Books of Ezra Nehemiah Summary

The books of Ezra and Nehemiah were, most likely, originally one book (or scroll). Therefore, we are treating them as one book. Here’s my Ezra Nehemiah summary of these great books.

Main Idea

After living in captivity in a foreign land, the Israelites return to Jerusalem in three waves to rebuild their temple (Ezra 1:1-11), city (Neh. 1-2), and lives (Ezra 7:1-26) but experience only moderate success (Ezra 3:12-13, 4:1-3; 10; Neh. 13) and must place their hope in the future.

Explanation of Main Idea

It had been close to seventy years (Jer. 25:11-12) that God’s people were in captivity in Babylon. As a new power, the Persians, defeats Babylon, the Israelites are given the freedom to return to their land and begin to rebuild if they desire (Ezra 1:2). Many are moved by God to go (Ezra 1:5) and begin by building the altar and establishing worship first (Ezra 3:1-12). But those older men who had seen the first temple “wept with a loud voice” (Ezra 3:12).

Ezra, a priest, scribe, and expert in the Torah (Ezra 7:11-12) leads a second wave of refugees to come back to Jerusalem, this time to “set magistrates and judges who may judge all the people…and (teach them) the law of your God” (Ezra 7:25). Ezra, however, met with difficulty as he encountered leaders who had intermarried with “peoples of the lands” (Ezra 9:1). The difficult and uncomfortable decision was made to “make a covenant with…God to put away all (the) wives” (Ezra 10:3).

Nehemiah, an Israelite serving the Persian king, is given an opportunity to bring a third wave of Israelites back to Jerusalem, this time to rebuild the walls (Nehemiah 1). Amidst intense opposition, he has much success and completes the wall “up to half it’s height” (Neh. 4:6).

The community of Israel is back in the land and is convicted and overwhelmed at the reading of the Torah (Neh. 9:10). They confess their sins (Neh. 9) and everything seems to be going really well! But Nehemiah 13, the last chapter of the book, reveals corruption in the temple (Neh. 13:4-9), neglect (Neh. 13:10-11), and dishonour of the Sabbath (Neh. 13:15-18).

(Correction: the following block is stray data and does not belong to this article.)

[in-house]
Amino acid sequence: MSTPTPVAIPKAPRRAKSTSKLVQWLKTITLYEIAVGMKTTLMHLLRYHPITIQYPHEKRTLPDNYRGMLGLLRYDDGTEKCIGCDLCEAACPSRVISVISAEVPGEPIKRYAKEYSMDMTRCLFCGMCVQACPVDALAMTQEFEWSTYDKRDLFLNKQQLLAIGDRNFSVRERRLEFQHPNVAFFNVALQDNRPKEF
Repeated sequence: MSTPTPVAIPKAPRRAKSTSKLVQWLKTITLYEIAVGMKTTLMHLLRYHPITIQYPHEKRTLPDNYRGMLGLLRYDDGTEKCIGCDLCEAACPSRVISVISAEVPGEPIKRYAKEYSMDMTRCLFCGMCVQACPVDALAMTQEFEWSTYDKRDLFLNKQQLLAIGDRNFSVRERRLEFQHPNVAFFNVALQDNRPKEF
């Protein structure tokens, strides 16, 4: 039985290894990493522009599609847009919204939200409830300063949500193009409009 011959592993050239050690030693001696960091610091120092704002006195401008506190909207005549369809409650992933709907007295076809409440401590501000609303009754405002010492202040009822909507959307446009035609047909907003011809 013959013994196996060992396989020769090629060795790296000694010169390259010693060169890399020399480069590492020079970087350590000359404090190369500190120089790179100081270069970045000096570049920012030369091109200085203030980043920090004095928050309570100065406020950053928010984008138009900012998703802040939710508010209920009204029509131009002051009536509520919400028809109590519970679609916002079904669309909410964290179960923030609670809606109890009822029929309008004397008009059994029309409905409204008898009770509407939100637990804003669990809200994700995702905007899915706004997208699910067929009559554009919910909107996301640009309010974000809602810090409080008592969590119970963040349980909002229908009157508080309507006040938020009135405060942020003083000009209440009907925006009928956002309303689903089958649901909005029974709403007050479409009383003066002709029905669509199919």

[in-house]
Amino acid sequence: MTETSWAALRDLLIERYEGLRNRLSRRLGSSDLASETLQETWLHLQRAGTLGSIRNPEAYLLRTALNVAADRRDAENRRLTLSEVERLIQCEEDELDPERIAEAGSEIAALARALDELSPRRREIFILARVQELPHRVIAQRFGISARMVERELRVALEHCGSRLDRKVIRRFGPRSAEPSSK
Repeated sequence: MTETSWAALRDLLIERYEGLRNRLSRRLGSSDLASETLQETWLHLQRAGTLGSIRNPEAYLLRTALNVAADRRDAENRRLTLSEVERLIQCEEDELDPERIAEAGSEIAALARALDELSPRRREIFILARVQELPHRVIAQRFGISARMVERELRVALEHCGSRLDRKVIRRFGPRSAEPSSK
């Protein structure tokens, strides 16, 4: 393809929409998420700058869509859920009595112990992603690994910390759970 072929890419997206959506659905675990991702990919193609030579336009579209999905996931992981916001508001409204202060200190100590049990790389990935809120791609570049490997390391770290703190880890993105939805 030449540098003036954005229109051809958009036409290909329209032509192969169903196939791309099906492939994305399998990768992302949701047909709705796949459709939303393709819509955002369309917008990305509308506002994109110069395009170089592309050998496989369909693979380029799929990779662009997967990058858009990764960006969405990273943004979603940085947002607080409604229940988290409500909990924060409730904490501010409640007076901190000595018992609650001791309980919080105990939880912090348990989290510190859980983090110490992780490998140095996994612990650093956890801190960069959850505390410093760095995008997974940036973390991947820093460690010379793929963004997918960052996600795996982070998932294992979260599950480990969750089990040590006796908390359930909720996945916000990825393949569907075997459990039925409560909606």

Nehemiah also confronts sinful behaviour by cursing, hitting, and pulling out people’s hair (Neh. 13:23-25).

Clearly, this restoration of the temple and the city of Jerusalem is not the final fulfilment of the Kingdom of God and the Messianic Reign.


The purpose of the books of Ezra and Nehemiah are to instruct us as to the events at the end of the exile which brought God’s people back into their land and to reveal that they are still incapable of obeying the Lord perfectly (Neh. 5).

They had seventy years of experiencing the consequences of their sin. Their geography has changed. There are new leaders, new opportunities and new beginnings. Yet still they failed. It is going to take an internal change (Deut. 30:6), not an external change.

Leading Themes

  1. God moves the hearts of rulers to accomplish His purpose.
    In each of the three waves of Israelites coming back to the land, God moved the heart of an apparently unbelieving Persian king to grant them favour and even provide financial resources for their projects (Ezra 1:1-11; 7:11-28; Neh. 2:1-8). In each case, Scripture is clear that it was God who directly stirred the heart of the respective king (Ezra 1:1; 7:27; Neh. 2:4-8).
  2. When you do something for God, expect opposition.
    There is much opposition in these books! Enemies tried to stop the work on multiple occasions. They troubled the labourers and even hired people to frustrate them (Ezra 4:4-5). There was political back and forth (Ezra 5:6-6:12), criticism and mocking (Neh. 4:2-3), even physical attacks (Neh. 4:8).
  3. Repent frequently and sincerely.
    Ezra, in response to a massive problem, dealt with it by “confessing, weeping, and bowing down before the house of God” (Ezra 10:1). The people confessed their sin and change was effected (Ezra 10:2). His prayer in chapter nine is powerful (Ezra 9:5-15). Nehemiah, as well, had repentance as a common theme in his prayer life (Neh. 1:6-7). His prayer in Nehemiah chapter nine is equally powerful. Both of these prayers, Ezra 9 and Nehemiah 9, are not short or trite in any way. They are expressions of pouring out of their hearts and genuinely seeking the Lord.